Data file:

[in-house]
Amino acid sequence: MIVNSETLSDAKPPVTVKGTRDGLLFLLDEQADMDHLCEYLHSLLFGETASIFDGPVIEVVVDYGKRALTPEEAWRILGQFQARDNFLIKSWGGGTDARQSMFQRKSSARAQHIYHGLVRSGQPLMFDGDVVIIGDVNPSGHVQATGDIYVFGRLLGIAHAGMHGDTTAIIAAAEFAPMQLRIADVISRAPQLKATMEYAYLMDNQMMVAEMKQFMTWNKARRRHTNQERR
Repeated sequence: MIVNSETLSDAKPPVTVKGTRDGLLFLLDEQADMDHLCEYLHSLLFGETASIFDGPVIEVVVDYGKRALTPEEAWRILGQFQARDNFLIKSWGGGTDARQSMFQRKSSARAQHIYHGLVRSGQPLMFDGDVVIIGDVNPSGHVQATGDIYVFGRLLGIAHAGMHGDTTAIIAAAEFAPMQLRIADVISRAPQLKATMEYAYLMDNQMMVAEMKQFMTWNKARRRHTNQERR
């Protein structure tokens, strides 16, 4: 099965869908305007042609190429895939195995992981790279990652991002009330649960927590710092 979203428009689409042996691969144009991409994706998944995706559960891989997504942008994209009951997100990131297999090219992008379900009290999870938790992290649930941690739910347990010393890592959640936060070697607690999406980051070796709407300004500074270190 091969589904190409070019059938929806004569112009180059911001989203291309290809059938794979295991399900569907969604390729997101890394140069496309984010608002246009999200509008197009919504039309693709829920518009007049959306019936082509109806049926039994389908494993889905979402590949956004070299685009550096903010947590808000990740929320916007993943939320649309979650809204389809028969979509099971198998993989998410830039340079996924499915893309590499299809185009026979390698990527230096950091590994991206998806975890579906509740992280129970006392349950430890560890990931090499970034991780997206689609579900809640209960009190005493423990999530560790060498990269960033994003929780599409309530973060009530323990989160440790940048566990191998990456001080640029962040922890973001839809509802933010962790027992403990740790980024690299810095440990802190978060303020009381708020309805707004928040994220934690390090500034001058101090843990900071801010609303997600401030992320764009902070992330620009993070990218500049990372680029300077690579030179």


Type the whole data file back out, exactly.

[in-house]
Amino acid sequence: MIVNSETLSDAKPPVTVKGTRDGLLFLLDEQADMDHLCEYLHSLLFGETASIFDGPVIEVVVDYGKRALTPEEAWRILGQFQARDNFLIKSWGGGTDARQSMFQRKSSARAQHIYHGLVRSGQPLMFDGDVVIIGDVNPSGHVQATGDIYVFGRLLGIAHAGMHGDTTAIIAAAEFAPMQLRIADVISRAPQLKATMEYAYLMDNQMMVAEMKQFMTWNKARRRHTNQERR
Repeated sequence: MIVNSETLSDAKPPVTVKGTRDGLLFLLDEQADMDHLCEYLHSLLFGETASIFDGPVIEVVVDYGKRALTPEEAWRILGQFQARDNFLIKSWGGGTDARQSMFQRKSSARAQHIYHGLVRSGQPLMFDGDVVIIGDVNPSGHVQATGDIYVFGRLLGIAHAGMHGDTTAIIAAAEFAPMQLRIADVISRAPQLKATMEYAYLMDNQMMVAEMKQFMTWNKARRRHTNQERR
């Protein structure tokens, strides 16, 4: 099965869908305007042609190429895939195995992981790279990652991002009330649960927590710092 979203428009689409042996691969144009991409994706998944995706559960891989997504942008994209009951997100990131297999090219992008379900009290999870938790992290649930941690739910347990010393890592959640936060070697607690999406980051070796709407300004500074270190 091969589904190409070019059938929806004569112009180059911001989203291309290809059938794979295991399900569907969604390729997101890394140069496309984010608002246009999200509008197009919504039309693709829920518009007049959306019936082509109806049926039994389908494993889905979402590949956004070299685009550096903010947590808000990740929320916007993943939320649309979650809204389809028969979509099971198998993989998410830039340079996924499915893309590499299809185009026979390698990527230096950091590994991206998806975890579906509740992280129970006392349950430890560890990931090499970034991780997206689609579900809640209960009190005493423990999530560790060498990269960033994003929780599409309530973060009530323990989160440790940048566990191998990456001080640029962040922890973001839809509802933010962790027992403990740790980024690299810095440990802190978060303020009381708020309805707004928040994220934690390090500034001058101090843990900071801010609303997600401030992320764009902070992330620009993070990218500049990372680029300077690579030179």